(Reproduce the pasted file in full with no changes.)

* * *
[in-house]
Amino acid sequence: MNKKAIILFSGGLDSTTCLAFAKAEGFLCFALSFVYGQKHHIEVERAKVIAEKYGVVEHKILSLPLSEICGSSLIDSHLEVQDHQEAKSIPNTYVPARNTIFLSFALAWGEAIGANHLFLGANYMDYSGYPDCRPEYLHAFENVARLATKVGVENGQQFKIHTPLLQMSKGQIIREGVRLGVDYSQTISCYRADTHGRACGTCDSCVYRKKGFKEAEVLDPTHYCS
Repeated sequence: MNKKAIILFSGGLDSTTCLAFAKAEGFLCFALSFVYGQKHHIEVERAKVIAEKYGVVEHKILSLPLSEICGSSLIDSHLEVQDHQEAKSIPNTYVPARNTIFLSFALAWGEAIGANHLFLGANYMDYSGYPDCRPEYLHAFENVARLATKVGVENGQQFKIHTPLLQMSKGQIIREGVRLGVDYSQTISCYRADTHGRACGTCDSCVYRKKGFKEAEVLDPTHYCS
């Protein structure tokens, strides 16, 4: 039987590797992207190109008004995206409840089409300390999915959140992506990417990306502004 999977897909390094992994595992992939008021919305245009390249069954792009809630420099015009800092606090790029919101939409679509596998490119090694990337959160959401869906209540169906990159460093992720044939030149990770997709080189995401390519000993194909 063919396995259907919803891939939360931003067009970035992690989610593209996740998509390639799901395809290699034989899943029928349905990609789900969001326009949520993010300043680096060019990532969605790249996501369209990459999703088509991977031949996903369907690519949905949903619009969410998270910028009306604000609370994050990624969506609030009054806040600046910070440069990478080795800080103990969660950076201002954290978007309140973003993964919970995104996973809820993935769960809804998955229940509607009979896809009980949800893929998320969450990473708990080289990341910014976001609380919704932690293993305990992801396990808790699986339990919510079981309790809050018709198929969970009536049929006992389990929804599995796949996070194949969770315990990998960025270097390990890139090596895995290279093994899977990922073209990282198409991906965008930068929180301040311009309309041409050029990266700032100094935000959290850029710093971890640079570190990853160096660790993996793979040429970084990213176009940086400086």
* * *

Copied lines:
[in-house]
Amino acid sequence: MNKKAIILFSGGLDSTTCLAFAKAEGFLCFALSFVYGQKHHIEVERAKVIAEKYGVVEHKILSLPLSEICGSSLIDSHLEVQDHQEAKSIPNTYVPARNTIFLSFALAWGEAIGANHLFLGANYMDYSGYPDCRPEYLHAFENVARLATKVGVENGQQFKIHTPLLQMSKGQIIREGVRLGVDYSQTISCYRADTHGRACGTCDSCVYRKKGFKEAEVLDPTHYCS
Repeated sequence: MNKKAIILFSGGLDSTTCLAFAKAEGFLCFALSFVYGQKHHIEVERAKVIAEKYGVVEHKILSLPLSEICGSSLIDSHLEVQDHQEAKSIPNTYVPARNTIFLSFALAWGEAIGANHLFLGANYMDYSGYPDCRPEYLHAFENVARLATKVGVENGQQFKIHTPLLQMSKGQIIREGVRLGVDYSQTISCYRADTHGRACGTCDSCVYRKKGFKEAEVLDPTHYCS
């Protein structure tokens, strides 16, 4: 039987590797992207190109008004995206409840089409300390999915959140992506990417990306502004 999977897909390094992994595992992939008021919305245009390249069954792009809630420099015009800092606090790029919101939409679509596998490119090694990337959160959401869906209540169906990159460093992720044939030149990770997709080189995401390519000993194909 063919396995259907919803891939939360931003067009970035992690989610593209996740998509390639799901395809290699034989899943029928349905990609789900969001326009949520993010300043680096060019990532969605790249996501369209990459999703088509991977031949996903369907690519949905949903619009969410998270910028009306604000609370994050990624969506609030009054806040600046910070440069990478080795800080103990969660950076201002954290978007309140973003993964919970995104996973809820993935769960809804998955229940509607009979896809009980949800893929998320969450990473708990080289990341910014976001609380919704932690293993305990992801396990808790699986339990919510079981309790809050018709198929969970009536049929006992389990929804599995796949996070194949969770315990990998960025270097390990890139090596895995290279093994899977990922073209990282198409991906965008930068929180301040311009309309041409050029990266700032100094935000959290850029710093971890640079570190990853160096660790993996793979040429970084990213176009940086400086």